A Thousand Steps

A Thousand Steps
A Thousand Steps by T. Jefferson Parker

Monday, April 20, 2020

Deacon King Kong by James McBride- Feature and Review


From James McBride, author of the National Book Award-winning The Good Lord Bird, one of the most anticipated novels of the year: a wise and witty tale about what happens to the witnesses of a shooting.

In September 1969, a fumbling, cranky old church deacon known as Sportcoat shuffles into the courtyard of the Cause Houses housing project in south Brooklyn, pulls a .38 from his pocket, and in front of everybody shoots the project's drug dealer at point-blank range.

The reasons for this desperate burst of violence and the consequences that spring from it lie at the heart of Deacon King Kong, James McBride's funny, moving novel and his first since his National Book Award-winning The Good Lord Bird. In Deacon King Kong, McBride brings to vivid life the people affected by the shooting: the victim, the African-American and Latinx residents who witnessed it, the white neighbors, the local cops assigned to investigate, the members of the Five Ends Baptist Church where Sportcoat was deacon, the neighborhood's Italian mobsters, and Sportcoat himself.

As the story deepens, it becomes clear that the lives of the characters--caught in the tumultuous swirl of 1960s New York--overlap in unexpected ways. When the truth does emerge, McBride shows us that not all secrets are meant to be hidden, that the best way to grow is to face change without fear, and that the seeds of love lie in hope and compassion.

Bringing to these pages both his masterly storytelling skills and his abiding faith in humanity, James McBride has written a novel every bit as involving as The Good Lord Bird and as emotionally honest as The Color of Water. Told with insight and wit, Deacon King Kong demonstrates that love and faith live in all of us.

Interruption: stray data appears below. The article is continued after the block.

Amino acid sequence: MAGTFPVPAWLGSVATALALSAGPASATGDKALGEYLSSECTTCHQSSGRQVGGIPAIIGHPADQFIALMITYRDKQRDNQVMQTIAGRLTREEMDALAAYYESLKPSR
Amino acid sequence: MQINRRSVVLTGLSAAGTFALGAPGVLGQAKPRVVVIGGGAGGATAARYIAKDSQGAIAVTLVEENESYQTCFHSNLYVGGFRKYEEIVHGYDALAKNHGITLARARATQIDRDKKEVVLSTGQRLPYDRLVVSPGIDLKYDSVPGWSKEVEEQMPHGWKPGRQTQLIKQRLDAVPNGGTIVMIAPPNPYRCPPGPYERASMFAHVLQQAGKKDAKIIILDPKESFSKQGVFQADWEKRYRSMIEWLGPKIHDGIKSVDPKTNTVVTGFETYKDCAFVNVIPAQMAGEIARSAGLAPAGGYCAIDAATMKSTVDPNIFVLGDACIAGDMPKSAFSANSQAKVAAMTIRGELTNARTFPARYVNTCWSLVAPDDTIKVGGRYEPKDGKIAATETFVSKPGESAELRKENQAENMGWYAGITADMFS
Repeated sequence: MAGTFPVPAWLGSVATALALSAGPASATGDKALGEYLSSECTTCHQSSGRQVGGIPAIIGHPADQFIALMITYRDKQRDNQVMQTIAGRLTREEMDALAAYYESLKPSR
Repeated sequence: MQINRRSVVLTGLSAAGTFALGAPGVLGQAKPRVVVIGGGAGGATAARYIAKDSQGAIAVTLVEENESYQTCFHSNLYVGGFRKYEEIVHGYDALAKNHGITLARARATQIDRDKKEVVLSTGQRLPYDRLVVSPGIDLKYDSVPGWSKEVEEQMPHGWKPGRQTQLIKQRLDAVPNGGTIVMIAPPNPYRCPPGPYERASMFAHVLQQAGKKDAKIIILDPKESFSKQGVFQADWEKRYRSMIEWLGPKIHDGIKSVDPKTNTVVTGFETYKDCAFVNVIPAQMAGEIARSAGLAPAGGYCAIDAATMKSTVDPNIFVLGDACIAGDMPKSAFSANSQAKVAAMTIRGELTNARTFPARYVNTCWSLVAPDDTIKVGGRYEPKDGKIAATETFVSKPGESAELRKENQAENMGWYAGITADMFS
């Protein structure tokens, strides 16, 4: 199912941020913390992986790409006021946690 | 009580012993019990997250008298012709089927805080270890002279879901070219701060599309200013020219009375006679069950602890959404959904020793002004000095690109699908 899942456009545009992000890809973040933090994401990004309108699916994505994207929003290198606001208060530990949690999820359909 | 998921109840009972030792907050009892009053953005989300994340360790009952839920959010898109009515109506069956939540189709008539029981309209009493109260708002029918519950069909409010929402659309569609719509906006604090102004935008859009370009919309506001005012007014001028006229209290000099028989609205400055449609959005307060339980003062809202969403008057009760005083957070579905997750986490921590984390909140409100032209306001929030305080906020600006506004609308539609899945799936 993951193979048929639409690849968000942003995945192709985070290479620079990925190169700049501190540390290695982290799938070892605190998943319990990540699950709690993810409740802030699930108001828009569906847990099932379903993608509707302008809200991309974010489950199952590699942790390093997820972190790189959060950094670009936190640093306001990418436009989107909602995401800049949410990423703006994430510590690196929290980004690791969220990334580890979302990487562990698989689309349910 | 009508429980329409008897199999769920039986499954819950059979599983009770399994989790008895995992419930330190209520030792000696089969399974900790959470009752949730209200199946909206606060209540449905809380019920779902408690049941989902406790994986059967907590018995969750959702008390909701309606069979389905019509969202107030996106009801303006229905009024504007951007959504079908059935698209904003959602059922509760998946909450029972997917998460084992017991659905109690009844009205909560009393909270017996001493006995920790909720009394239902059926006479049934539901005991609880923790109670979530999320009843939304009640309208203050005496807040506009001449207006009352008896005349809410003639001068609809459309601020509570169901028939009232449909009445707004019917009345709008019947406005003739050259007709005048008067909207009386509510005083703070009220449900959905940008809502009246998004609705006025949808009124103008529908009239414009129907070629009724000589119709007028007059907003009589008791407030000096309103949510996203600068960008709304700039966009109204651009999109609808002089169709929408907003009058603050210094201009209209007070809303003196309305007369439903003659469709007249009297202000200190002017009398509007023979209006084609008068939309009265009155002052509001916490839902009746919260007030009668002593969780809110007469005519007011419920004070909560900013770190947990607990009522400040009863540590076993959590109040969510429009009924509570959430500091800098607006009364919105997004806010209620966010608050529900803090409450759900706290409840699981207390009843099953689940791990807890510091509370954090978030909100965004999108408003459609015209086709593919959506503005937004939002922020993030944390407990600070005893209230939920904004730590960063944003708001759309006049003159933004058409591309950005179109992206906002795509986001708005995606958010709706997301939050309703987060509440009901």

Deacon King KongDeacon King Kong by James McBride
My rating: 4 of 5 stars

Deacon King Kong by James McBride is a 2020 Random House publication.

Bold, Brilliant and Captivating!

Set in 1969 Brooklyn, the story starts off with a literal bang when an elderly church deacon, known as ‘Sportcoat’, shoots Deems Clemens, a drug dealer, in front of the Cause houses housing project, with no shortage of witnesses.

Sportcoat, may have been the deacon of The Five Ends Baptist Church for years, but he is also a long-time alcoholic, whose beverage of choice is a homemade hooch called King Kong. While his health has suffered, more so now that his wife, Hettie, has died, no one seems to know why Sportcoat shot Deems. However, the fallout connects a group of people from vastly different walks of life, from police officers, to members of the Italian mob, in a very surprising way.

I must say, I was very impressed with this novel!! It’s unique and packed with humor. There’s a zany satirical quality to the story and it’s just enormous! There is a huge cast of characters, which is normally a deal breaker for me. But, in this case, I miraculously had no problem keeping up with the characters. There is a lot going on, however, and while not always as cohesive as I needed it to be, it all somehow comes together beautifully.

There is a treasure hunt, a mystery, and a surprising romance, all rolled into an atmospheric and timely crime drama, as different drug factions war it out, all wanting a piece of the pie, while Sportcoat, who has no memory of shooting Deems, has a price on his head.

McBride masterfully weaves the threads together, connecting the characters in one way or another. While the humor stands out, so does the poignant portrait of loneliness and sorrow. Yet, at the end of the day the strong emphasis on faith, church, and the importance of community, gives this novel a stylish warm glow.

Overall, this is a unique piece of historical fiction,which covers a lot of ground with a magnificent deliverance. There is some anger here, but its presentation is mild, and the crime elements are far from graphic. While it is a little bittersweet, with a few moments of melancholy, it is mostly an affable, gentle story that left me with an enormous respect for McBride’s talent as a writer.






James McBride is the author of the award-winning New York Times bestseller, The Color of Water. A former reporter for The Washington Post and People magazine, McBride holds a Masters degree in journalism from Columbia University and a B.A. from Oberlin College.

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